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Back to the Basics: Florida Family Law – Modifying Alimony

Going through a divorce is generally a stressful process, even if both parties agree to a mutual end of the marriage. The legal considerations of a divorce do not end as soon as the court makes a final judgment.  Awards of support, among other things, may bring legal effects that impact the parties long after the divorce is granted. Alimony, or spousal support, is one such instance. While the general purpose of alimony is to assist a party in need of support, there are times when the supporting party might be unable to continue making payments. In such cases, the supporting party would seek to obtain an order of modification from the court, decreasing that party’s support obligations. As with most other aspects of the law, however, the outcome of the case depends on the facts.

Florida Law

Under Florida statute 61.14, a party may obtain modification of a support order if there has been a material change in circumstances. This change in circumstances must not only be substantial but must also be permanent and unanticipated. An example of such a change would be a significant loss in income and earning capacity due to serious illness.  However, if the court finds that the supporting party has intentionally reduced his income, then the court will not award modification of the alimony obligation, and will require the supporting party to continue making payments as originally ordered. Naturally, this is to prevent disgruntled parties from interfering with the alimony judgment.

Another ground for modifying alimony is when the supported spouse cohabits with, and is in a supportive relationship with a third party. This third party cannot be related to the supported spouse by blood or affinity.  Furthermore the nature and the extent of the relationship with the third party is important to such a determination and the court will consider economic support, pooling of assets and sharing of property among other factors.

Parties may waive statutory right to seek modification of alimony.  If the waiver is clear and unambiguous, it will be upheld. A recent Florida case, Elbaum v. Elbaum, highlights the difficulties that might arise when the parties agree to restrict the modification of alimony.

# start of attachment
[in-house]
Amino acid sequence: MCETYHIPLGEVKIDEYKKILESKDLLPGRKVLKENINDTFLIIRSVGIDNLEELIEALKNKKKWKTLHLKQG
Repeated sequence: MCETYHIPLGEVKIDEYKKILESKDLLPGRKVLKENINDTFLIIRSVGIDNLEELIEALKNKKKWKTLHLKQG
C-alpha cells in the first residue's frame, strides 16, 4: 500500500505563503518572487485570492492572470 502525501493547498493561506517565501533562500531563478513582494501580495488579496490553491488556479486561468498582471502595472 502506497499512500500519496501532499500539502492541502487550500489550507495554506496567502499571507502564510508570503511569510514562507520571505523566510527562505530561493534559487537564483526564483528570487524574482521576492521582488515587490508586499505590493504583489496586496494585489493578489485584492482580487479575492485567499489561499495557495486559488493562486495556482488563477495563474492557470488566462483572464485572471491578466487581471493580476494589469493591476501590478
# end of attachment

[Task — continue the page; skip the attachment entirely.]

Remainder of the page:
The Elbaum Case

In this case, a couple who had filed for divorce, made a provision regarding support in their settlement agreement. In the agreement, they stated that alimony could not be modified absent an unexpected circumstance affecting Mr. Elbaum’s employment or health.  Mr. Elbaum attempted to argue that his alimony obligations expired because his wife had been cohabiting with another man, but the court found otherwise. The court found that a Marital Settlement Agreement is a contract subject to interpretation like any other contract and therefore, unless ambiguous, should be interpreted according to its plain meaning. The court looked to the provision in the Elbaum’s support agreement restricting modification, and held that both Mr. and Mrs. Elbaum clearly waived their statutory rights to seek modification unless the grounds were for unforeseen circumstances relating to the former husband’s health or business. Mr. Elbaum therefore could not proceed on statutory grounds for modification.

Additional Considerations

While one might wonder why anyone would restrict their ability to modify an award of alimony, it is important to keep in mind that a supported party would also be precluded from modifying the award in such a scenario. Absent a provision restricting modification, a supported party may seek modification of the alimony payments if he/she can show that his/her needs have increased and that his/her former spouse has the ability to meet the increased need.

It should however be noted that “bridge the gap” alimony which is awarded to meet short term needs as a result of transitioning to being single, may not be modified.

Contact a Family Law Attorney

While navigating the ins and outs of divorce can be complicated and stressful, you do not have to do it alone. If you are considering divorce, or your spouse has already filed for divorce, then contact a dedicated, experienced attorney at The Law Office of Natalie D. Hall, PA for a case evaluation.


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